An Automotive Minute - Episode 48 Chris Hopson discusses North American light vehicle demand and specifically Mexic… https://t.co/Flu420L1r5
Brazilian light-vehicle registrations increase in 2018, exports drop
Brazilian light-vehicle (LV) registrations grew 13.8% in 2018 and this sales trajectory has continued in January 2019 with an 8.7% year-on-year (y/y) increase. However, Brazil's LV registrations declined 15.2% month on month (m/m) in January. With Brazil's LV exports continuing to be weak, LV production in January declined 10.5% y/y, according to data from the National Association of Motor Vehicle Manufacturers (Associação Nacional dos Fabricantes de Veículos Automotores: Anfavea). After falling significantly in 2016, LV registrations rose 9.4% in 2017 and 13.8% in 2018, and 2019 has started off with growth, as expected. Brazilian LV sales have shown strength on improved credit availability, which continued to improve in 2018 as Argentina's market slid. A one-off truckers' strike in May 2018 only temporarily held the Brazilian market back. While the sales improvements were enough to offset export declines for a net gain in production in 2018, production in 2019 has started off weak.
Outlook and implications
Increases in credit availability continue to support gains in the Brazilian light-vehicle (LV) market; LV sales reached 2.47 million units in 2018 and are forecast to increase 10.2% in 2019. January's data continued the trend in late 2018 relative to LV production and exports. Brazil's LV exports are soft on a weakening Argentinian market. IHS Markit forecasts Brazil's LV production will reach 4.15 million units in 2027, compared with 2.74 million units in 2018. Brazil's market is seeing a V-shaped recovery, rather than the U-shaped recovery previously expected.
While the auto industry believes that 2017 was a turnaround year and the country saw double-digit growth in 2018, IHS Markit notes that it is important to understand how and why this is so. Although the market has been resilient to political issues, growth is also related to financing and sales strategies, an impact again seen in the sales increases in the second half of 2018. First, there has been a drastic push of direct sales and growth of fleet volume. Second, the gains in financing are primarily driven by one bank that wants to continue growing its presence in Brazil. Thus, to say that the consumer is back would not be fully appropriate. Despite the sales performance in 2018, caution remains. In addition, the weak performance in Argentina is creating opportunity for increased sales in Brazil. In the last four months of 2018, credit was further fueled as funds were made available in Brazil instead of Argentina; when the spigot dried up in Argentina, OEMs sent Brazil into high gear and are keeping it there so far.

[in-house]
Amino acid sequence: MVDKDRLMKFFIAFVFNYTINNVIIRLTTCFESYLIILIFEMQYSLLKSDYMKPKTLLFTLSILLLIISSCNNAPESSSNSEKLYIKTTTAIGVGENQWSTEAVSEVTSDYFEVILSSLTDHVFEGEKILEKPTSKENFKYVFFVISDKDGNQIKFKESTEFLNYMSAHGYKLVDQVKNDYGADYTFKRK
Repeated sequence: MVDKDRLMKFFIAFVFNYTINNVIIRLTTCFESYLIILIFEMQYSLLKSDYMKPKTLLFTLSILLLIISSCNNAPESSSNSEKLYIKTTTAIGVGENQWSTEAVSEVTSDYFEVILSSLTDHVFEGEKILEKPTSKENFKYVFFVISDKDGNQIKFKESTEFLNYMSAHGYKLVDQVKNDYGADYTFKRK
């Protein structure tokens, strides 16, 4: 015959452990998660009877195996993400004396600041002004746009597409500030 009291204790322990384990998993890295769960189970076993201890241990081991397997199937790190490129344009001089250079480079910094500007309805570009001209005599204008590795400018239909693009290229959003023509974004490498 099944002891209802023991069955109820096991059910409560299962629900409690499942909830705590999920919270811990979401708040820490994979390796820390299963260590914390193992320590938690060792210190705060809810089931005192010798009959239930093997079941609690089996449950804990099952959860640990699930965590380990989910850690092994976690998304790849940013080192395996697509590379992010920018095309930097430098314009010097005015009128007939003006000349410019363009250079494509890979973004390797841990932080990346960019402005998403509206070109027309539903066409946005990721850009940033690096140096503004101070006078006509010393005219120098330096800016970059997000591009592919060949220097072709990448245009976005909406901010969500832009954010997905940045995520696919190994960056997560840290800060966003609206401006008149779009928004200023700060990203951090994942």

Brazil's market remains in for a long recovery. With little change in the economic situation expected, there are no main drivers of light-vehicle sales in the next few years. IHS Markit forecasts LV sales will not break 3.0 million units until 2021. After that, IHS Markit expects a stronger recovery, with sales forecast to reach 3.48 million units in 2025. The potential for Brazil is there, but getting there will be a complicated process.
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